Mr. Cohon declined to comment yesterday, but did issue a statement saying: "The CFL and NFL have enjoyed a very strong working relationship for over a decade, and we have expressed mutual interest in continuing that relationship into the future. However, at no point have the CFL and NFL discussed the notion of CFL ownership of a Canadian NFL franchise."

NFL spokesman Brian McCarthy added: "We do not have any expansion plans and no teams have filed the necessary paperwork for relocation."
While the NFL has no current plans for expansion, several existing teams are believed to be potential candidates for relocation, including the Buffalo Bills, Minnesota Vikings, Jacksonville Jaguars and New Orleans Saints.

Of those franchises, the Bills seem most likely to move in the short term, given that 89-year-old owner Ralph Wilson has publicly declared the team will be sold to the highest bidder after his death and that the Buffalo market might be too small to satisfy the revenue demands of an NFL franchise purchased for current value.

That combination of circumstances is believed to have piqued the interest of Larry Tanenbaum, chairman of Maple Leaf Sports and Entertainment, who last fall announced he was teaming with cable entrepreneur Ted Rogers in hopes of bringing the NFL to Toronto.
Now, it appears Mr. Tanenbaum and Mr. Rogers will have some competition when and if the Bills or another team hit the open market.

There would be some complications involved if a consortium of CFL owners attempted to buy an NFL team, foremost among them a purchase price that could approach $1-billion (U.S.).

Under NFL rules, a franchise's principal owner must have at least 30-per-cent equity interest in the corporate entity that controls a club, and no more than 25 "owners" can hold equity interest in the team. There are a limited number of individuals among the current CFL governors who might be able to come up with that 30-per-cent stake.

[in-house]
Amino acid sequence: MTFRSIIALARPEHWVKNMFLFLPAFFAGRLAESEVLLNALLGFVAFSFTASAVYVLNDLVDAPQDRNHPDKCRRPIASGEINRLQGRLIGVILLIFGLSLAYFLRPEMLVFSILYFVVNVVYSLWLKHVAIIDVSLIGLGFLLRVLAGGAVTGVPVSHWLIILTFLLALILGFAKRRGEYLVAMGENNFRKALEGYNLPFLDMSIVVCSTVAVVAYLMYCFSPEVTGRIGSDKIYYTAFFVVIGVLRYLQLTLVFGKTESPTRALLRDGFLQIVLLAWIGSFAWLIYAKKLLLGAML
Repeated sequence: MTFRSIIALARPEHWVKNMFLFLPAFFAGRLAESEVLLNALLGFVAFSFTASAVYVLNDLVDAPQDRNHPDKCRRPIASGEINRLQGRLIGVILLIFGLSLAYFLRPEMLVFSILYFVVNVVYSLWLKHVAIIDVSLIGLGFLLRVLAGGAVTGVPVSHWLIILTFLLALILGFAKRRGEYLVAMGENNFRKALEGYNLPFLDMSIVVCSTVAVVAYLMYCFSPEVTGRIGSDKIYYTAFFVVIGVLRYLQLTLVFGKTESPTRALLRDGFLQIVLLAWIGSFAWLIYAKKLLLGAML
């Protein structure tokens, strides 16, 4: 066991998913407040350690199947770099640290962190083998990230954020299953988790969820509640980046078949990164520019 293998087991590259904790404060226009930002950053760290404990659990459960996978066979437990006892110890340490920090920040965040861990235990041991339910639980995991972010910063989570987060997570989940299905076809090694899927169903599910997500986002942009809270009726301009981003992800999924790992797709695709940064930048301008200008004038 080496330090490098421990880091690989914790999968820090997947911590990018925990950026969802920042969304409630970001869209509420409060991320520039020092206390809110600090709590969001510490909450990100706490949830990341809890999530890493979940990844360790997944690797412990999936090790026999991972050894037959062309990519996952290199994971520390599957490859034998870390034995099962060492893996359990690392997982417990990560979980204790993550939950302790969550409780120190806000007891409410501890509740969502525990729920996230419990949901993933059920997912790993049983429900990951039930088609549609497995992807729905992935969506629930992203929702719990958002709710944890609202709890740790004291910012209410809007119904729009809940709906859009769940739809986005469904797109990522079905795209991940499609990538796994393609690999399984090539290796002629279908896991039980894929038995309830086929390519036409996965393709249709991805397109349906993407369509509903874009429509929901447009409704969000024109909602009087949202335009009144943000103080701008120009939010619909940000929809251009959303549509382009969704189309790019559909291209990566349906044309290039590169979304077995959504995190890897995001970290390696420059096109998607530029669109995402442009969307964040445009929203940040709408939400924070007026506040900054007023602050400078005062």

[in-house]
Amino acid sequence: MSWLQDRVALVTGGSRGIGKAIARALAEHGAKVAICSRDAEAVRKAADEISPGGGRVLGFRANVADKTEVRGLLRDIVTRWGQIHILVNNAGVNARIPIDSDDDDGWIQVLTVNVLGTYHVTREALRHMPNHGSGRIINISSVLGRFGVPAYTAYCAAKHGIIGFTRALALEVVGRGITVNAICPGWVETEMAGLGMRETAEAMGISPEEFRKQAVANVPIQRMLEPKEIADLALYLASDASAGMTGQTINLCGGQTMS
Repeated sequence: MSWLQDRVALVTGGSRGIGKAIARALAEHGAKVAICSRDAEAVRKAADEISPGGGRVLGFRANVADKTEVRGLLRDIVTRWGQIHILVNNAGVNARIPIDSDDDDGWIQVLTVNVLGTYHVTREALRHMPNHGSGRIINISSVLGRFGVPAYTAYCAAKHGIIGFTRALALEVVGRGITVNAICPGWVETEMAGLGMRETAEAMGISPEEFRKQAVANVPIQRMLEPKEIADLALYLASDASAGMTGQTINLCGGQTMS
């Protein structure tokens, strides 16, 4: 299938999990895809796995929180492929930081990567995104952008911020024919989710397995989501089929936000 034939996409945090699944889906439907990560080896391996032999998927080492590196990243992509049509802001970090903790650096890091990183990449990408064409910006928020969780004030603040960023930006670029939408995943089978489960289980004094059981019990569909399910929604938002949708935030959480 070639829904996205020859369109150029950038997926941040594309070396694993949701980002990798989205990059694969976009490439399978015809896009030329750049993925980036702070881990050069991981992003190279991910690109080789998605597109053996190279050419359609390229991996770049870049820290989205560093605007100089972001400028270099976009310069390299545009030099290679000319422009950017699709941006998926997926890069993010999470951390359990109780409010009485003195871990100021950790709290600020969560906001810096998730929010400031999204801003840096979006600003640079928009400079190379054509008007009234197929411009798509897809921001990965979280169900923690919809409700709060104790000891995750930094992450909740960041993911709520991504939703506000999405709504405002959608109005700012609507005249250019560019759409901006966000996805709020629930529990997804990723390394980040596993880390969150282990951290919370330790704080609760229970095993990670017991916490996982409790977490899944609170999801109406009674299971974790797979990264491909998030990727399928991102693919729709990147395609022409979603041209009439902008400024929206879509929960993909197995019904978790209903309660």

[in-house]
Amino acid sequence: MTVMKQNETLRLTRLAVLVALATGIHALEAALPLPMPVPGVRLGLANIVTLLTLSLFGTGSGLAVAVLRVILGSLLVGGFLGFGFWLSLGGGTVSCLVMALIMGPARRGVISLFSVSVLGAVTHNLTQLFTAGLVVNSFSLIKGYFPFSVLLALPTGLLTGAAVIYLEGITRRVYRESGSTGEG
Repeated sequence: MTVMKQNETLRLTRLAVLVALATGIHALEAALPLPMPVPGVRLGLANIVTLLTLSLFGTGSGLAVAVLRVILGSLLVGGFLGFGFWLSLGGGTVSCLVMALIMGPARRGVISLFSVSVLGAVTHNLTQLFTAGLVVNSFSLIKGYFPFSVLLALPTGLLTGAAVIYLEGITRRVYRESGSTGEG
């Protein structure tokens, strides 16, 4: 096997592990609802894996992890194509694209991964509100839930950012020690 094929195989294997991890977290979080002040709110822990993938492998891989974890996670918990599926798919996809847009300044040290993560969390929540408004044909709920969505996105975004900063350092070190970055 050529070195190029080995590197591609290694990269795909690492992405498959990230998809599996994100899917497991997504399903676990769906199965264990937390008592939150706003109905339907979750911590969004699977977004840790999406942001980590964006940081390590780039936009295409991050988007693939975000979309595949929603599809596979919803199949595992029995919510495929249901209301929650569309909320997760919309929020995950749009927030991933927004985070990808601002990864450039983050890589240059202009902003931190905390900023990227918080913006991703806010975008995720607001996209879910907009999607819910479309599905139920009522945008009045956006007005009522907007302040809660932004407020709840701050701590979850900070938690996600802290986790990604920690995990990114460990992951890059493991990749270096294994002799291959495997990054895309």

But one advantage an Argonauts/CFL ownership group might possess is the ability to provide political cover for the NFL if it crosses the U.S. border for the first time.

In 1974, the World Football League announced it planned to operate a franchise in Toronto under the ownership of John F. Bassett, only to retreat to Memphis after then-federal health minister Marc Lalonde introduced legislation to block the league and protect the CFL (that Canadian Football Act died at committee stage).

But if the NFL were to arrive in Toronto with a CFL connection and with the promise that it might actually help the Argonauts (by forcing prospective season-ticket holders to also purchase Argos season tickets, for example) it might be an easier sell with the Canadian public and legislators.

There would also be the issue of where a Toronto NFL team would play. Because the Rogers Centre (current home of the Argonauts and baseball's Toronto Blue Jays) lacks the necessary seating capacity, it could only serve as a temporary home.

Any prospective owner would face the challenge of building a new, NFL-specific stadium. Both the Tanenbaum/Rogers group and Argos/CFL group believe it could be financed almost entirely through the sale of seat licences.